In any case, don’t take my word for it – early comments from the participants have been trickling in, so all I can say is see for yourself. And if you’d like to take part – the European tour is now open for booking – it’s set to straddle September/October, I’ll be visiting Prague, Munich and Amsterdam…please shoot me an email if you’d like to register your interest – places are limited. I’ve also got a couple of spots left for Singapore in July. Hope you can join us! MT
The full set of images from behind the scenes at the workshops are here on Flickr.
A few testimonials from the USA 2013 Making Outstanding Images Workshop participants
Andrew Marrero (Apr 2013 NYC Workshop): I had a great time getting to learn from you was well as getting to meet both you and your wife. I’d love to be able to join you again in the future with camera in hand. I had a blast, would love to get with you again soon Ming!
Jim Lozier (Apr 2013 NYC Workshop): Thank you again for an excellent workshop. In looking over the images I took over the course of the two days I can definitely see a progression which is pretty amazing for such a short period of time. I hope that you enjoyed your time in the states and have a smooth trip back home.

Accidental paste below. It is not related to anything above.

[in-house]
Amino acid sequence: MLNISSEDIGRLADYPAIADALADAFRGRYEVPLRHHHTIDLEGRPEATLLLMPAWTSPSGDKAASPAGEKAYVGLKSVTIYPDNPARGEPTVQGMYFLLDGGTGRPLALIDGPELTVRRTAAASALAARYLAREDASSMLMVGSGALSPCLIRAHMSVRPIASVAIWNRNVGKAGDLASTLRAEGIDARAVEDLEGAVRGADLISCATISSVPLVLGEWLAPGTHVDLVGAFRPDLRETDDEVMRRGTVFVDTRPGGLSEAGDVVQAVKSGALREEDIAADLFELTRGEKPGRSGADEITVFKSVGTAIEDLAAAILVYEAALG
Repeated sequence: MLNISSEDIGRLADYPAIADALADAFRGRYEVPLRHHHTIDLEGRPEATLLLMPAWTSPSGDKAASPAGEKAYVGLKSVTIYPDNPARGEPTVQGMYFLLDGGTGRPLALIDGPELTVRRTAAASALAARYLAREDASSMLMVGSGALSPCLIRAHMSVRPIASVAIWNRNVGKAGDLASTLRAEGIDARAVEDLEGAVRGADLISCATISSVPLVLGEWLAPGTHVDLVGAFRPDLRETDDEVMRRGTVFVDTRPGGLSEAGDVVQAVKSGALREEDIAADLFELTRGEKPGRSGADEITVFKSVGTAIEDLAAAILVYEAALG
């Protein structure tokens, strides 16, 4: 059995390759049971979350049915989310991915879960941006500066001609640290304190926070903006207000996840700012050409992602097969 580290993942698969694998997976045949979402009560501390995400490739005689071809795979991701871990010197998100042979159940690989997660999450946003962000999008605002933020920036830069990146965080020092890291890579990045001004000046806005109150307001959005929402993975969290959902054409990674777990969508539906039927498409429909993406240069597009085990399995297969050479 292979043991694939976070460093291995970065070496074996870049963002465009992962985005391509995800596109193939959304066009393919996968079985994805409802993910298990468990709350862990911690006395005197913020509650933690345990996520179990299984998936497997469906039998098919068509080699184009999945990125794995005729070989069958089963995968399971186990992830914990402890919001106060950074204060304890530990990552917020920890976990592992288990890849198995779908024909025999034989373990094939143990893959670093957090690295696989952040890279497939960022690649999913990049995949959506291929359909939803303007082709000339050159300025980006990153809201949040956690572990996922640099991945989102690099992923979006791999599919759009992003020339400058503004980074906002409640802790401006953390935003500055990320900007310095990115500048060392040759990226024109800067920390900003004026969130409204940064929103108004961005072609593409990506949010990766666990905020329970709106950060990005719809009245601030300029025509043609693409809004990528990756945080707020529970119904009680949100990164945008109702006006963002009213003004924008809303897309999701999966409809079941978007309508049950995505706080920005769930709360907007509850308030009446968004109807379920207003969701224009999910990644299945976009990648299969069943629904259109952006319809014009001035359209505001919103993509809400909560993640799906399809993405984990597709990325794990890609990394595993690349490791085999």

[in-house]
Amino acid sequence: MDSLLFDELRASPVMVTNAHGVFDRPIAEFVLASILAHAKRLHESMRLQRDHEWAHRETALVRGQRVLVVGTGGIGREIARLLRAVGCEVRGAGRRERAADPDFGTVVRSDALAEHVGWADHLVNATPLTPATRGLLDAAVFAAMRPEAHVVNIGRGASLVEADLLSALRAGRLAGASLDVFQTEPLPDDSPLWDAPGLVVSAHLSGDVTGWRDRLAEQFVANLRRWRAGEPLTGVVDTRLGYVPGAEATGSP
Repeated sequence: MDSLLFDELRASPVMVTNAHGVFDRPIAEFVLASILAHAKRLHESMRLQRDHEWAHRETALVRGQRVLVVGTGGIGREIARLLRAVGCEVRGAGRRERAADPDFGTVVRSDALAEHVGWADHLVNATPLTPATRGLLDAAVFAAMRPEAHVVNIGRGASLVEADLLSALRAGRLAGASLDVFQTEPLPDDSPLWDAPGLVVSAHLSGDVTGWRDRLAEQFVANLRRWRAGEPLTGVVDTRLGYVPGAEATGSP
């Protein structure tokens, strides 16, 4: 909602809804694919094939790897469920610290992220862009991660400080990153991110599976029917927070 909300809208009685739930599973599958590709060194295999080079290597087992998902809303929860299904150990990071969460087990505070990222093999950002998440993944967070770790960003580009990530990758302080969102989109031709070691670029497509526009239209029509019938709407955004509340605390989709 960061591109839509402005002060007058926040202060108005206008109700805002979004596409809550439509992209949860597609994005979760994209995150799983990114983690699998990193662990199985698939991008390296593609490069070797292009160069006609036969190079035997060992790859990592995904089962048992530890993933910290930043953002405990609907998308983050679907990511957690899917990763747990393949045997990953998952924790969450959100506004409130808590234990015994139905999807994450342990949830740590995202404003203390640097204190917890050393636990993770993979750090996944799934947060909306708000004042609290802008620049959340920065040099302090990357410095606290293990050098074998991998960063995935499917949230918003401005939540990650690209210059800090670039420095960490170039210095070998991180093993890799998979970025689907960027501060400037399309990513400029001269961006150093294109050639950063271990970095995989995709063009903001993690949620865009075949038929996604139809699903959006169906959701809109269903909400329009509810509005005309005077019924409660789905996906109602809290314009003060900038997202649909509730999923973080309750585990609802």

Dr. Paul Lewis (Apr 2013 NYC Workshop): Thank you for sharing your vast knowledge of photography with our group of nice people. I enjoyed meeting everyone and the amount of instruction that was presented during the three days. I would need at least two or three more workshops to get all the information that was given…Your workshop exposed me to a lot of things that I knew nothing about before attending…If I live long enough, I would certainly attend your workshop again. Thank you very much for sharing your knowledge with us. I had a good time.
Chris Suan (Apr 2013 NYC Workshop) : Thanks for a great workshop. I really feel much better about knowing how to take some great pictures.
Jed Best (Apr 2013 NYC Workshop): I just wanted to thank you for a very interesting and informative three days. While I may not have showed it, it was great and I learned a lot. Hopefully, if ever I am in Asia or you are NYC again, I can take another workshop with you. In the meantime, I look forward to reading your blog and site assiduously.
Jill Maguire (Apr 2013 San Francisco Workshop): Ming, I had a great time at your workshop and learned so much. Safe travels home for you both.